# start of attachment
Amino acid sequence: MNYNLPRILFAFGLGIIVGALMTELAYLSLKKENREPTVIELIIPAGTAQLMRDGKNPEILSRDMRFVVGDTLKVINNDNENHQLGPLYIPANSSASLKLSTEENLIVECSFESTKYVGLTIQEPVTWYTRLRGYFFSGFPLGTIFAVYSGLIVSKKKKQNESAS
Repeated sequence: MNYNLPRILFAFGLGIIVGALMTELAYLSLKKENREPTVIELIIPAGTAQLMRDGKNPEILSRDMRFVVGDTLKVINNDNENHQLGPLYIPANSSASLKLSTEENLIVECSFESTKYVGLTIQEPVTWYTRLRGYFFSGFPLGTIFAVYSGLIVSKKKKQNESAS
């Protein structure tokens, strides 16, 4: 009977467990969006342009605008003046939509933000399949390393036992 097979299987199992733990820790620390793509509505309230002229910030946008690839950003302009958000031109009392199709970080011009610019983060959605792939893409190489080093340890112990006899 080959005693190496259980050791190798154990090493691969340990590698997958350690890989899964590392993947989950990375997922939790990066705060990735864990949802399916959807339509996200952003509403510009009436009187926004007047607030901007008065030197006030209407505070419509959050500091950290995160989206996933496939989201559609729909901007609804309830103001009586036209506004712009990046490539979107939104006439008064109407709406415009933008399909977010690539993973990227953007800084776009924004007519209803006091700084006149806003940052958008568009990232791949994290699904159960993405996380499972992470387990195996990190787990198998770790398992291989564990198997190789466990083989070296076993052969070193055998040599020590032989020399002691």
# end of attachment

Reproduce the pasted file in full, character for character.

Amino acid sequence: MNYNLPRILFAFGLGIIVGALMTELAYLSLKKENREPTVIELIIPAGTAQLMRDGKNPEILSRDMRFVVGDTLKVINNDNENHQLGPLYIPANSSASLKLSTEENLIVECSFESTKYVGLTIQEPVTWYTRLRGYFFSGFPLGTIFAVYSGLIVSKKKKQNESAS
Repeated sequence: MNYNLPRILFAFGLGIIVGALMTELAYLSLKKENREPTVIELIIPAGTAQLMRDGKNPEILSRDMRFVVGDTLKVINNDNENHQLGPLYIPANSSASLKLSTEENLIVECSFESTKYVGLTIQEPVTWYTRLRGYFFSGFPLGTIFAVYSGLIVSKKKKQNESAS
């Protein structure tokens, strides 16, 4: 009977467990969006342009605008003046939509933000399949390393036992 097979299987199992733990820790620390793509509505309230002229910030946008690839950003302009958000031109009392199709970080011009610019983060959605792939893409190489080093340890112990006899 080959005693190496259980050791190798154990090493691969340990590698997958350690890989899964590392993947989950990375997922939790990066705060990735864990949802399916959807339509996200952003509403510009009436009187926004007047607030901007008065030197006030209407505070419509959050500091950290995160989206996933496939989201559609729909901007609804309830103001009586036209506004712009990046490539979107939104006439008064109407709406415009933008399909977010690539993973990227953007800084776009924004007519209803006091700084006149806003940052958008568009990232791949994290699904159960993405996380499972992470387990195996990190787990198998770790398992291989564990198997190789466990083989070296076993052969070193055998040599020590032989020399002691």